Antioxidant, antimicrobial and DNA damage protecting potential of hot taste spices: a comparative approach to validate their utilization as functional foods

Article Type

Research Article

Publication Title

Journal of Food Science and Technology


Hot taste spices have enormous health benefits starting from kitchen to pharmaceutical laboratories. Our present study is focused on phytochemical and pharmacological screening of six hot taste spices namely Zingiber officinale (ginger), Capsicum annuum (chilli), Piper chaba (java long pepper), Piper nigrum (black pepper), Syzygium aromaticum (clove), Trachyspermum ammi (carom). Among all six spices, clove and ginger exhibited strong antioxidant activity owing to higher phytochemical contents. Significant antifungal activity (IZD ≥ 11 mm) was revealed by all six spices except hexane fraction of carom whereas strong antibacterial activity with lowest MIC was displayed by clove, ginger and chilli. DNA was successfully protected from oxidative damage by clove, ginger followed by chilli, java long pepper and carom but black pepper could only partially protect DNA damage even at 4 mg/ml concentration. Based on the DNA damage protecting potentials and antioxidant activities clove, ginger, java long pepper and carom may be utilized for neutraceuticals development. Antimicrobial activities suggested that clove, ginger, java long pepper and chilli may be useful as food preservatives. Fractionated bioactivity of the all the six HTS would help for targeted extraction and development of nutraceuticals from these commonly used medicinal spices.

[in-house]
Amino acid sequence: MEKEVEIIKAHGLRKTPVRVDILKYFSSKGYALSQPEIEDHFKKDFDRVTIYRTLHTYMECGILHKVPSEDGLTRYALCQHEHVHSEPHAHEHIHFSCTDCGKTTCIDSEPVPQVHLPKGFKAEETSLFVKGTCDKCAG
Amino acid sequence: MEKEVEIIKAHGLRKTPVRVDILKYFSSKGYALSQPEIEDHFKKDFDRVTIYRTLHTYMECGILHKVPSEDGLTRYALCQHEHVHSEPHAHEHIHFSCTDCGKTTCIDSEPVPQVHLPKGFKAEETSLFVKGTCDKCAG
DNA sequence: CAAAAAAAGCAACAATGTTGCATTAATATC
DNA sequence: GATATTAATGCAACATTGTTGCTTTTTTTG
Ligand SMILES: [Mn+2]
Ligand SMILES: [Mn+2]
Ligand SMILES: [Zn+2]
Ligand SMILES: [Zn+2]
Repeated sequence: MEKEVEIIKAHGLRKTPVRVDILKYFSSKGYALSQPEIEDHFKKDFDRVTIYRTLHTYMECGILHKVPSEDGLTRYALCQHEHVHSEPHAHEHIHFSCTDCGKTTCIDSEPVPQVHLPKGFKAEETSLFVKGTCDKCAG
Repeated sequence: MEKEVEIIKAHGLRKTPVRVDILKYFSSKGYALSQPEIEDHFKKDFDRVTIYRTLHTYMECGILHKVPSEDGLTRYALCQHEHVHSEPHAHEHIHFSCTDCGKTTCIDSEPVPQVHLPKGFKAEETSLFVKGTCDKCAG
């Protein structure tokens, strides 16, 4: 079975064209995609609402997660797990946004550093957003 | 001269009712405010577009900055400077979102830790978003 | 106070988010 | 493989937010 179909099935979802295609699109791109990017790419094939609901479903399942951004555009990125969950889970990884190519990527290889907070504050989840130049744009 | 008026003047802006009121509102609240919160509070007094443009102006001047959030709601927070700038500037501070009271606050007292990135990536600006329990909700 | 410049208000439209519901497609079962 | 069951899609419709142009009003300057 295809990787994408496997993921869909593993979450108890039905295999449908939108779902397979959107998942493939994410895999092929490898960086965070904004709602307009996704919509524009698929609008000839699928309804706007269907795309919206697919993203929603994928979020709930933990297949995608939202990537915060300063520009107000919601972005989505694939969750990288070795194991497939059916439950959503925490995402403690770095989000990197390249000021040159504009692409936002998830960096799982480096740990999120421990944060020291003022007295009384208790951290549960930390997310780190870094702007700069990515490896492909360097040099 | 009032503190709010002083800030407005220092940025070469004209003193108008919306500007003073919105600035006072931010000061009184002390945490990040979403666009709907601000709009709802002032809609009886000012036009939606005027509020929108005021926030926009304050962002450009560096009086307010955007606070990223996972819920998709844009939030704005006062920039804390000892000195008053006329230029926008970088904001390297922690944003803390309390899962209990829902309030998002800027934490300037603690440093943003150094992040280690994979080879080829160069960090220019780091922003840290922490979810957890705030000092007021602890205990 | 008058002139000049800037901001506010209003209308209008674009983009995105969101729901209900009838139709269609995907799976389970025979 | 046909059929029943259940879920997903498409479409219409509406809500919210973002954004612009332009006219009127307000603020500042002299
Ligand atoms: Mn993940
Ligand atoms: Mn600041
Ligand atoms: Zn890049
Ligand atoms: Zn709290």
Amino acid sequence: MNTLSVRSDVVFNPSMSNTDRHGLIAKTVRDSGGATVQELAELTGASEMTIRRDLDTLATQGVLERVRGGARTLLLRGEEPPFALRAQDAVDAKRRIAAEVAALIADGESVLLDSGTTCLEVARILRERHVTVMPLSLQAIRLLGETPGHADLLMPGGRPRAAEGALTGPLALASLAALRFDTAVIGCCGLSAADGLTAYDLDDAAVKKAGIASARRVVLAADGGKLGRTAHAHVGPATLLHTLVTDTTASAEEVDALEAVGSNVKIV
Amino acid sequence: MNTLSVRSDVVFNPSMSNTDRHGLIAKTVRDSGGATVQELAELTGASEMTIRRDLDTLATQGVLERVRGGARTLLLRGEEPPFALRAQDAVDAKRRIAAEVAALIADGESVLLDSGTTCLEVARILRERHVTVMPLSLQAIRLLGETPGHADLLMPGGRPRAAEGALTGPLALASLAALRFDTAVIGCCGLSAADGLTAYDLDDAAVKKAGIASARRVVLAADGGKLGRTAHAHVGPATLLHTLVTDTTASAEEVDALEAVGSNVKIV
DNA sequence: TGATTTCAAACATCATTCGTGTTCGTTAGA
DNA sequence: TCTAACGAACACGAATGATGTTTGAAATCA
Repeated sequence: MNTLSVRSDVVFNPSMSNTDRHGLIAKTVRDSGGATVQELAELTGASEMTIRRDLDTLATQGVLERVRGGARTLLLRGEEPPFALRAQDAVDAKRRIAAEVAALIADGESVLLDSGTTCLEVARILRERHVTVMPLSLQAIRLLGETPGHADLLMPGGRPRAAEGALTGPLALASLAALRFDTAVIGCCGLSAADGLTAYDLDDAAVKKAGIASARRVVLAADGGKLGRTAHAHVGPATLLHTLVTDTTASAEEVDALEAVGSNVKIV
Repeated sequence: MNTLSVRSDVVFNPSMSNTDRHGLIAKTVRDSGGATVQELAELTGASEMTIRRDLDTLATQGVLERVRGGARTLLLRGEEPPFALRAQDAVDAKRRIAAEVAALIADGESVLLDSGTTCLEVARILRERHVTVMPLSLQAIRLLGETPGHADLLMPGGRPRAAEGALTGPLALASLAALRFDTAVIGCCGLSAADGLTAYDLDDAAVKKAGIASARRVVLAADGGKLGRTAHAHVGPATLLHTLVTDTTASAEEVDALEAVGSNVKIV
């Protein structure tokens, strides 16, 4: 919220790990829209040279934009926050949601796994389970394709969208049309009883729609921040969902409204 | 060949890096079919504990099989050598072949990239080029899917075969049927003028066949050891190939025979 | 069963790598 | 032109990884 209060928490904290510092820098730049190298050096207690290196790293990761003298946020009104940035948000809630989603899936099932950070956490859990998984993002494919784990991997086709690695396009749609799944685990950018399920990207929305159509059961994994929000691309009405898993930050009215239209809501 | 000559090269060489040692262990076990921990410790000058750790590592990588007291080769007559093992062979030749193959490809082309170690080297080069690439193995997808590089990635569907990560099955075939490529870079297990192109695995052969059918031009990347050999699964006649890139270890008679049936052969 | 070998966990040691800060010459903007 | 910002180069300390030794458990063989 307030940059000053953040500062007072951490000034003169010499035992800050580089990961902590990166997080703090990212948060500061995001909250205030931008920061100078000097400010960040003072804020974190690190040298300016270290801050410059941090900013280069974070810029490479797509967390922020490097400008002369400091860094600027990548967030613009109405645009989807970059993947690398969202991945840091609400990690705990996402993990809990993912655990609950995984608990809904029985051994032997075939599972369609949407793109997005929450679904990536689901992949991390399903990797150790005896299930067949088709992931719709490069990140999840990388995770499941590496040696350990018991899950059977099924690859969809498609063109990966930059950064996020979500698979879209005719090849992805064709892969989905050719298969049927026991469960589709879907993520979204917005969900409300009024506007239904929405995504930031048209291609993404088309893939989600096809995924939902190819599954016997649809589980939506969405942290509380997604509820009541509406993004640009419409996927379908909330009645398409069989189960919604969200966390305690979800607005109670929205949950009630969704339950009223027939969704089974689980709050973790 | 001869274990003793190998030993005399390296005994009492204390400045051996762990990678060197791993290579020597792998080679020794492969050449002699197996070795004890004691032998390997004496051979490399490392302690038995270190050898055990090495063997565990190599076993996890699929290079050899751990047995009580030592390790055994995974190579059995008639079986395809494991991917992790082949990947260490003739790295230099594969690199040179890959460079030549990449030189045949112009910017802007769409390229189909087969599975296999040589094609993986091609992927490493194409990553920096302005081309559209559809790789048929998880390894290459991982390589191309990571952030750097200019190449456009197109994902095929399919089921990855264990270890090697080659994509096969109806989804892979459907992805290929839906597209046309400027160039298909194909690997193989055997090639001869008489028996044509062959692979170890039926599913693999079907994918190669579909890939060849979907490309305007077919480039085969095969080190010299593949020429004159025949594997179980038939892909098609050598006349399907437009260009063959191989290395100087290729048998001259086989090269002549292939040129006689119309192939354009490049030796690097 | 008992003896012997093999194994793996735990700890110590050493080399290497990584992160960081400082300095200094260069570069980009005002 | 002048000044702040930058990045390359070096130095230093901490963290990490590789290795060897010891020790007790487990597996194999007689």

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Open Access, Green

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